youtube algorithm, content, social media marketing, affiliate marketing

YouTube algorithm mysteries solved in new Creator Insight video

YouTube has released a video that explores insights into the notoriously elusive and mysterious YouTube algorithm.

The video, posted on the YouTube-owned Creator Insider channel, which aims to offer tips on being a creator on the platform, outlines common questions creators of all levels have for understanding the algorithm.

The video is hosted by Rachel Alves who is a staff member at YouTube who works on the platform’s recommendation system.

Why it applies to marketers?

This is vital information for content creators across every industry, but a lot of it can be particularly useful to marketers.

Understanding the algorithm practices of the platforms will allow you to tweak your content to achieve maximum reach. If you are creating content for your own business channel, the algorithm can undermine you, so it’s important to understand the data. And if you are an affiliate marketer, your partners will also need to create content with your affiliate links in it, and the better that content does, the better for you. With this knowledge, you can tweak your requirements for the content within your partner’s contract.

How do I optimise my uploads for the algorithm?

YouTube has never optimized based on how many videos a channel might upload, otherwise the simplest, shortest, low-effort content would rise to the top. You can argue whether that is the case amongst yourselves. However, a little-known point of maximising your channel is how often users come back to your channel. You can have one viral video, but it won’t do you much good if your subscribers aren’t coming back for more.

For example, if you’re the TikTok “Gorilla Glue Girl” who accidentally glued her hair to her head, you can only go through that once, get the surgery to remove it and go back to your channel with no way of upping the ante. Your fans will move on, off to find someone who posts consistently entertaining content.

Alves says, “So of course, if the more a viewer watches content from your channel, especially regularly, the more likely your videos are to be recommended.”

So, a viral video isn’t the golden ticket people expect it to be. Because life’s not that easy, you’d be better off posting consistently engaging content.

Should I create videos on trending topics?

It’s the age-old question: when something is trending, do you lean into that trend, or do something different? Will you get lost in a sea of similar content or gain engagement from a wave of dedicated fans?

“If you think that you can create something fresh, or that you have a unique take on a subject where you think your content is going to stand out, and it’s differentiated among all the other content on the internet, go for it.”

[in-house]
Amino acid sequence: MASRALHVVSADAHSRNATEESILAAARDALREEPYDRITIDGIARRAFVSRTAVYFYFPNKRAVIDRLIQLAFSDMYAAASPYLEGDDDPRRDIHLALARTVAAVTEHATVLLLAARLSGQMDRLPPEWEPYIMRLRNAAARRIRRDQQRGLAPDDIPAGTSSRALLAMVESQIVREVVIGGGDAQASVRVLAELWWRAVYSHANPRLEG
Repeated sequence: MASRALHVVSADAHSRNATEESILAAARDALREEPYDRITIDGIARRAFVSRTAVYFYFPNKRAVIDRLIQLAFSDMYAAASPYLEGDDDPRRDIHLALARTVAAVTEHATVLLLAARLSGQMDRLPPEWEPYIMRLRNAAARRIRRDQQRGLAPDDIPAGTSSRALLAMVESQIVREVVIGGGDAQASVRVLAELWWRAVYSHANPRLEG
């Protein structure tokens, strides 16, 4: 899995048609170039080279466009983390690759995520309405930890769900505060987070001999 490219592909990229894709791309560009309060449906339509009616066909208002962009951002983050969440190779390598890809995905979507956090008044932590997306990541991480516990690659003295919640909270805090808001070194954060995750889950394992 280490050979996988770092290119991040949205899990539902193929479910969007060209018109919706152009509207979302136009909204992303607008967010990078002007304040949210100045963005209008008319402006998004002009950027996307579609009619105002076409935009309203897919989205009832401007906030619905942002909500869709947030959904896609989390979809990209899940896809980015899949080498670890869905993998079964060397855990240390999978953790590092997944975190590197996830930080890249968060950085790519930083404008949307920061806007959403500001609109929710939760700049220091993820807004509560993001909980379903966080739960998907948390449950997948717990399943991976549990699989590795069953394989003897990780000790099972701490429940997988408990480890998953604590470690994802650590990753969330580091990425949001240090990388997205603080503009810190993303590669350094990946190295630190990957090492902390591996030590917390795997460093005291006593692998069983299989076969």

So, the tip is to only wade into a trend if you have an original take on it, and it’s a good tip to adhere to, but it should be remembered that trending fans aren’t about to stick around for long when they see your content isn’t around the subject of their affection usually. However, a few might stick around due to loving your take and approach to content and want to know more from you. It’s a tactic to be used sparingly.

Does experimenting with new topics hurt your channel performance?

The understanding from YouTube creator critics is that users who have lasted learned to adapt. They created new content that shifts with the times and attracts new fans before their old topic or genre went stale. However, that transition period worries creators, who might find that their fans don’t like change and are disappointed in not seeing what they subscribed for.

And it seems YouTube agrees, that in the short term at least, switching up your content will cause a dip in engagement since it’s like throwing a spanner in the works of the algorithm.

Alves says, “If you’re experimenting and you start developing audiences that are totally distinct from each other, maybe you might want to split those into separate channels. Less for our discovery systems, but more just to help viewers so that they don’t have content in places like their sub’s feed that isn’t what they initially signed up to watch.”

Does deleting offensive or problematic comments affect your video performance?

YouTube creators usually encourage comments, not least because it encourages the bond between creator and fan, and ups engagement on the content, but it isn’t uncommon – in fact, it’s a rite of passage – that some negative comments are going to appear on your content. This can be aimed at the creator or the wider point the creator was making or is just simply intended to offend the fanbase.

So, it makes sense that YouTubers would like an excuse to delete these comments, but they’re held back by the idea that more comments mean more video reach, and that correlation means causation. The thought process then means that deleting comments will stay your videos’ reach.

YouTube, however, says that isn’t the case.

“If you have fewer comments, it’s not going to hurt your video’s performance,” says Alves. “So yeah, delete them if you wish.”

If you’re looking for more content ideas for your marketing campaign, take a look at our blog, or book a free call with a member of our team for some more personalised advice.

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